Now, where I'm really puzzled is that this difference of views has led to a complete breakdown of the project team in spite of the fact no party has been able to properly back their claims. There are good arguments on both sides but the so called "critical flaws" pointed by both sides are yet to be proven. Indeed MSOL over trees limitations wrt to arithmetic could be problematic, but is it a real problem? Modern computers are using bounded arithmetic operations over 32 or 64 bit registers, and can all be emulated with basic bit-wise logic operations, in a way which can be entirely flattened / unrolled and require no loop, and can be broken down into several rounds to allow execution over multiple blocks / cycles like it was planned to do with the original Tau design to recover turing completeness. If unbounded iteration can be recovered, why would arbitrary precision arithmetic be unrecoverable when the very thing to be recovered in both case is exactly the same: unbounded-ness? Now, wrt to the claim that type checking as used in MLTT+TFPL is undecidable making it very awkward to create proofs, it's also rather unsubstanciated: it is really undecidable? Without proof, the argument is moot. And even if it really was, does it really make it so awkward to create proofs in practice? Examples would be helpful. Surely the fact it's being used in Idris and Agda should hint to the fact it is at least somewhat usable.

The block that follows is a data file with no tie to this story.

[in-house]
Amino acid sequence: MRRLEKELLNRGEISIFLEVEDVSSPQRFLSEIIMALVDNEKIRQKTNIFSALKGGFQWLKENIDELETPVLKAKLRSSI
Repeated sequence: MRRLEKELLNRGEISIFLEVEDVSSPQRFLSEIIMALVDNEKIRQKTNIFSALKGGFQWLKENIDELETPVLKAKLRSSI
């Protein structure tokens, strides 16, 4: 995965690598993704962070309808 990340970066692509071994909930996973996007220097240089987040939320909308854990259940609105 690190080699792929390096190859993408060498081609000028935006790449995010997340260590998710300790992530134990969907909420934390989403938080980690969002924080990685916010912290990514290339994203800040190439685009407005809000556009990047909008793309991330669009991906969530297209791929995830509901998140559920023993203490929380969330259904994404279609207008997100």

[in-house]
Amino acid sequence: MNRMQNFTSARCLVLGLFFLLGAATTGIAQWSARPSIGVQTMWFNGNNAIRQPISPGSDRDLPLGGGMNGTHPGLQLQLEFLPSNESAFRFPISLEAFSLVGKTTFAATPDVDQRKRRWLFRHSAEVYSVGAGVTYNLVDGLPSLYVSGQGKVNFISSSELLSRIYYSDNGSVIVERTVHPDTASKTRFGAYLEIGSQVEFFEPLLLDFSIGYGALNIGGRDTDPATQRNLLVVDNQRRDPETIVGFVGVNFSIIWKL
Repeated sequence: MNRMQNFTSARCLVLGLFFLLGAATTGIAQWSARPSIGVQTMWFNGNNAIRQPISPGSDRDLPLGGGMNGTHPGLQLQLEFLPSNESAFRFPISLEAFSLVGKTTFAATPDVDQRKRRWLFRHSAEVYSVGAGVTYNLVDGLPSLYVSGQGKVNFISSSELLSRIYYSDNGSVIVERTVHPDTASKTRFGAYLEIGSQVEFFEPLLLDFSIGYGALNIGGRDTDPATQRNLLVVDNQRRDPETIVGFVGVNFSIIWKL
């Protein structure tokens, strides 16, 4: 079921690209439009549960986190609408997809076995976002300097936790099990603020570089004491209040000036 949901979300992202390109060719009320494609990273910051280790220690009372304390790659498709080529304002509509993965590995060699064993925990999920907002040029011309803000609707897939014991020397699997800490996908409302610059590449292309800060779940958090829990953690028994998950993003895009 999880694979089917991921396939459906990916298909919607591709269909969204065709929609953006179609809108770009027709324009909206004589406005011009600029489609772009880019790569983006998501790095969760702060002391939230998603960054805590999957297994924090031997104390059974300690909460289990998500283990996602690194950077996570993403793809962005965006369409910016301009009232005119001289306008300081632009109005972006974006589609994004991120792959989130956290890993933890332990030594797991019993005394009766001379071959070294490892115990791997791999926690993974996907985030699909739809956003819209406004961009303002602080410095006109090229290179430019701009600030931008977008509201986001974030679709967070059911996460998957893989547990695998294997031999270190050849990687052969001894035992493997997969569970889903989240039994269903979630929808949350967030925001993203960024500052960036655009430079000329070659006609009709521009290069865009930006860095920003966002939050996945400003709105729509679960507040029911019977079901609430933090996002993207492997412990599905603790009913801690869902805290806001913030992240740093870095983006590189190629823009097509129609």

LEM is not so bad, the problem with mltt is undecidability. btw even System F has undecidable typecheck as mentioned eg here

http://cs.stackexchange.com/questions/12691/what-makes-type-inference-for-dependent-types-undecidablehow can one have a sound nomic game without decidability? and that's the "critical flaw" with mltt.

proofs done with mltt are very helpful, since the language is consistent. once something is proved, we can rely on it to be true. but not every truth can be proved (or derived) in an undecidable system.